BISHOP Simeon Hall said he believes the government made the right decision in putting the gambling legalisation question to the Bahamian public.
Pointing out that while some commentators speak as though the industry was just beginning to take root, Bishop Hall said “we all know” numbers has “been with us for decades”.
“We should expect the church to have some strong opposition to this habit which has the potential to cause harm to persons and family,” he said.
“My issue is, this activity has been here for more than 50 years and the church is just now mounting a crusade against a vice that is deeply rooted in the Bahamian culture.
“The church, however, has said nothing about the Clico debacle. It has been quiet on issues such as teenage pregnancy, abortion, abuse and a myriad of social problems.”
Having recently retired as the head of the New Covenant Baptist Church, Bishop Hall said that he does not play numbers, but rather worked his whole life for a living.
“If in a population of 350,000 we have 130,000 persons playing numbers then it is clear some of these people are church members, so that is where any crusade should begin.
“I do believe that this activity should be completely eliminated from our country and if we can’t eradicate it, then it should be regulated,” the bishop said.
“The persons who play numbers will engage in this habit regardless of what the vote is in January (28). I say eradicate, or regulate.”
On November 14, Bahamas Christian Council vice-president Bishop Victor Cooper called the government’s decision to postpone the gambling referendum, originally set for December 3, a “good gesture.”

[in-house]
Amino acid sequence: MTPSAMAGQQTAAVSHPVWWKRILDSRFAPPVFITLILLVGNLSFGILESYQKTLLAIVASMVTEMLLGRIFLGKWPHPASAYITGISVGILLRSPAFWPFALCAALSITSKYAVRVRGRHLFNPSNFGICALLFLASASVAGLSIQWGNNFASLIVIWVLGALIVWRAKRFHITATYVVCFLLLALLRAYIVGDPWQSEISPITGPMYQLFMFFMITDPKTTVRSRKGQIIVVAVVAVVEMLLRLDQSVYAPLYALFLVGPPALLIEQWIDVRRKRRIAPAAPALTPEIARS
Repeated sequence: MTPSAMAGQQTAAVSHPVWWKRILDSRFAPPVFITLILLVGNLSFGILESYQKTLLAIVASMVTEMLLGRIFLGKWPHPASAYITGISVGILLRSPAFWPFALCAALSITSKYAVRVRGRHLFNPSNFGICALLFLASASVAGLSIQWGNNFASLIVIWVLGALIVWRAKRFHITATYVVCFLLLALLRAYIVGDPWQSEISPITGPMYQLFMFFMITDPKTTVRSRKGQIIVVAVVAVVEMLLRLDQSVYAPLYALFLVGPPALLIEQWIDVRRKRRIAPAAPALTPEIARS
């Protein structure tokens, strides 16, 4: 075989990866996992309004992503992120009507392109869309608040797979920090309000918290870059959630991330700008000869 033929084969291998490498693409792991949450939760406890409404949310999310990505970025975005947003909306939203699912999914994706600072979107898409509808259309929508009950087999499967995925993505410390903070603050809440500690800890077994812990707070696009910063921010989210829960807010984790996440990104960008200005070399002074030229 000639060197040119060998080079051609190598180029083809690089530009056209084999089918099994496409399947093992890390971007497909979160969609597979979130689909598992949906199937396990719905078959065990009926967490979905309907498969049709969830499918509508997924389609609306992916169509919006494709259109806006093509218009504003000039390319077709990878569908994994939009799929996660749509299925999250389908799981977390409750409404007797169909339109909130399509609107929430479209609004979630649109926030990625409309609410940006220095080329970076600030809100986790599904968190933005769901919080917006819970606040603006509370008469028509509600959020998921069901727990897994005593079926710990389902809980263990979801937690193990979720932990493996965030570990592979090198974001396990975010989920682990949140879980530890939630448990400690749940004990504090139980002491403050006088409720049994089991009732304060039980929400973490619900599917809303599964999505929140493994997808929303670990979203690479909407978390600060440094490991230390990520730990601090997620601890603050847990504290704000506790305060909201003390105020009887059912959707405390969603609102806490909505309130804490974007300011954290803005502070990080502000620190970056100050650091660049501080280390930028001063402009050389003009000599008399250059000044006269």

Announcing the delay, Prime Minister Perry Christie said he had realised the electorate lacked a good knowledge of what a majority “no” or “yes” vote could mean for the country.
Dr Cooper said: “I think it’s a good gesture and you never want to rush into anything without being sure that all the relevant information as it relates to what is being proposed is made clear.
“Rather than rushing the process, it’s good that the Prime Minister is taking the opportunity to ensure all the i’s are dotted and the t’s are crossed – so the public is aware of what is happening and then they are able to make a sensible decision.”
He said the Council’s own campaign to educate Bahamians on the ramifications of a “yes” vote will continue until January 28.
“It’s important that people are educated on this whole process and the church is making an endeavour in making sure that people are educated so that they make the right choice and, of course, the choice, for the church, is no,” he said.